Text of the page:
The cohesion of Australia’s societal dominant culture with integrated immigrants is undermined by a social justice movement emanating from universities that focuses on gender and racism. This has produced a drift towards identity politics, and a victim culture that is inherently socially divisive. If women, racial minorities and other minorities are inherently victims, then everyone else is inherently an oppressor. Identity politics leads people to see one another not as fellow citizens but as enemies. It creates and perpetuates division among citizens and a loss of faith in the nation and its institutions.

Australia’s successful homogeneous society contains many fault lines of potential divisiveness which could be exploited to destabilise society, particularly by fifth columnists and foreign actors (e.g. China) exploiting social media. In some ways, though, China is more ego-centric, and while it has to some degree funded and participated in intrusive activities, it still operates in a way to seek to bring Australians into appreciation of China rather than merely attempting to deconstruct Australian society.

Chinese investment in Australia by private companies or State-Owned Enterprises (SOEs) has been in agriculture, mining, ports, power utilities, telecommunications infrastructure and real estate. This ownership can appear benign but can all ultimately be influenced by the Chinese Communist Party (CCP). China has also deployed soft power, including industrial espionage, clandestine cyber activity, intellectual property theft, political contributions, tariff and non-tariff barriers to trade.

China has co-opted former politicians, and Chinese businessmen have made generous donations to universities and political parties. Indeed, it works to increase its influence in Australian politics. While its reach into the Australian Labor Party in Victoria is obvious, its reach into the Liberal Party in Victoria is less known. Some politically motivated reporting has sought to link Chinese donors or influencers with certain MPs, but Chinese agents are far more active than what has been previously known. For example, little known current and former Victorian state Liberal MPs have had a variety of interactions with Chinese agents.

The case of Bruce Atkinson’s direct involvement in Chinese activities is the most reported matter of concern, but often other Chinese agents are at work behind the scenes. These include a group of businessmen centred on Kelvin Ho who allegedly have made significant donations around the Liberal Party. Investigations have begun to further identify red flags in the Burwood electorate. Another member in the Frankston electorate named James Ngan has also been named, after having attempted meetings with several former federal MPs and state MPs.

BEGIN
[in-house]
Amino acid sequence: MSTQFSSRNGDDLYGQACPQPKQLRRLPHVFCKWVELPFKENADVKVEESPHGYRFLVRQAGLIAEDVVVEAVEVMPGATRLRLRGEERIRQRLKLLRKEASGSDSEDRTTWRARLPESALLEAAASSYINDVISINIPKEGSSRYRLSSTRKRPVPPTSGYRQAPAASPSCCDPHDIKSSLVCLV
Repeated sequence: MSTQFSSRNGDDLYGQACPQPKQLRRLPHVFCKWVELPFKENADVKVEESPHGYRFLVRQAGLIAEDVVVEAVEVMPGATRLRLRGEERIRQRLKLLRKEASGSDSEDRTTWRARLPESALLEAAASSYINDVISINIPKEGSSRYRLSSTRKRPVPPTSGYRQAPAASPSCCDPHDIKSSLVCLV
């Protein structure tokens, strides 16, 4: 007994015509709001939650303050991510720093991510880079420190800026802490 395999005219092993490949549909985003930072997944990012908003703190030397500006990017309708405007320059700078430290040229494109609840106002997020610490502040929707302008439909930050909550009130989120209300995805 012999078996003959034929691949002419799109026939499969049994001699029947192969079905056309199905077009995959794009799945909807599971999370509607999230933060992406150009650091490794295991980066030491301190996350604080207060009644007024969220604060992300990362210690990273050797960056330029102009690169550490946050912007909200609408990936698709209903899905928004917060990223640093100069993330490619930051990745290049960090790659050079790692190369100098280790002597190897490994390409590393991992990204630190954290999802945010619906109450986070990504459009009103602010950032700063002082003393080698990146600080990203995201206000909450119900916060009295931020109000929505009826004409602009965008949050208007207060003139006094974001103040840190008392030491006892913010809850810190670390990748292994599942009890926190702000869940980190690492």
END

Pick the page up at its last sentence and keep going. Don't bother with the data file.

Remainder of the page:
Beijing sympathisers in Australia work at influencing the federal and state governments to support, or at least not oppose Beijing’s policy. They seek to reinforce the view that China’s continued rise is inevitable and that Australians should act accordingly. Beijing has directly employed Chinese students studying in Australia to undertake “agent” activities, and has sought to communicate through Chinese media into parts of Melbourne.

At the end, Australia does not stand alone. Australia has its ANZUS Alliance with the USA and its alliance with the five eyes nations as well as many friends around the world. Further, an anti-China coalition known as the “Quadrilateral Dialogue” involving Japan, India, the USA, Australia and now France is also active, and are working on bringing Indonesia and South Korea on side. Even Vietnam, once a Chinese client state, is now coming to the point of completely rejecting China.

Australia needs to work to resist Chinese coercion and aggression. It needs to deter any future PLA threats to Australia’s sovereignty and interests. A strong ADF needs to be considered in the context of Australia’s friends and allies.